When you first set out into the world of credit, you may find it hard to secure any borrowing amount. That's because you won't have any, or at least minimal, repayment history to show. And the more expensive the item you want to buy on loan, the more critical it is to have a positive line of repayments.
Collecting positive payment data.
Each time you make a payment, you're scored based on how you repaid your owing amount. The entire life cycle of your repayment history should start with an agreement for a certain amount of credit plus additional interest and end with closing an account that's fully paid.
Selecting the right credit provider.
Different providers will have different rates of interest, terms for non-repayment, and even differences in their establishing fees (a small fee added on when you open a loan or credit account). The amount you're allowed to borrow will generally have a limit, determined by the type of credit card offered and the amount of risk you pose as a borrower.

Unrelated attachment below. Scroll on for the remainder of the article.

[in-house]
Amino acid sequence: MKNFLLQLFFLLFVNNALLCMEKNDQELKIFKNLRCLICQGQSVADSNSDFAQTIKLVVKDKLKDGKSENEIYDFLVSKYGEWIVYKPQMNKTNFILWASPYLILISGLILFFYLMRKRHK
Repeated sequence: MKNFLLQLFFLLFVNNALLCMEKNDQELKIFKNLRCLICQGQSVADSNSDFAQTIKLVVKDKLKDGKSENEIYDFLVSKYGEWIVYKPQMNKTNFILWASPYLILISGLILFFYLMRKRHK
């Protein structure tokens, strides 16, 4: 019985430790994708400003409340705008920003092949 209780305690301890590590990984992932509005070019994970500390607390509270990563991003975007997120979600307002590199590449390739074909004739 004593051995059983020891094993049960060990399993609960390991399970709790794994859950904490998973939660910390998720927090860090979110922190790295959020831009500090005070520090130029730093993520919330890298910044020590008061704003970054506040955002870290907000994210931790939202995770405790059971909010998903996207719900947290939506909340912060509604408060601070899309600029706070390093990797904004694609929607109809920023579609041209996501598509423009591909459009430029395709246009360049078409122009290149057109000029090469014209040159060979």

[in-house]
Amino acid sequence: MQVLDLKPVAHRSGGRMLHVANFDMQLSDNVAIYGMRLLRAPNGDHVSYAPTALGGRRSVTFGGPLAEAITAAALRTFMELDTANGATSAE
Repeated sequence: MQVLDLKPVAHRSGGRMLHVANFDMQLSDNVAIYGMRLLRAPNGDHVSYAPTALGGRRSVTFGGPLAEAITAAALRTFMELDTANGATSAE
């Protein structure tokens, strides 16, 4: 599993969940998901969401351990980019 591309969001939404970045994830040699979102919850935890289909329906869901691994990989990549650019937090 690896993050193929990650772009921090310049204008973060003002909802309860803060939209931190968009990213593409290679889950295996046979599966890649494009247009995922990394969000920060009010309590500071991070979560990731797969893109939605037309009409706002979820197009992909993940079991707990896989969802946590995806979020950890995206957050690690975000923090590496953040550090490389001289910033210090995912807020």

It pays to apply for a credit limit you know you can meet, and your card provider has to assess your affordability before approving you. Still, it's also up to you not to borrow to the limit and keep repaying your balance each month, plus interest. By doing this, you're adding to a good line of credit, which opens you up to larger amounts of credit in future.
You can also usually avoid paying interest on borrowed credit card amounts by paying back what you owe within a month. So as long as you can transfer funds over to your credit card, your purchase may cost as much as advertised, without the interest. These terms are specific to the type of card you get, so check the extra costs included before you sign on to a new credit card.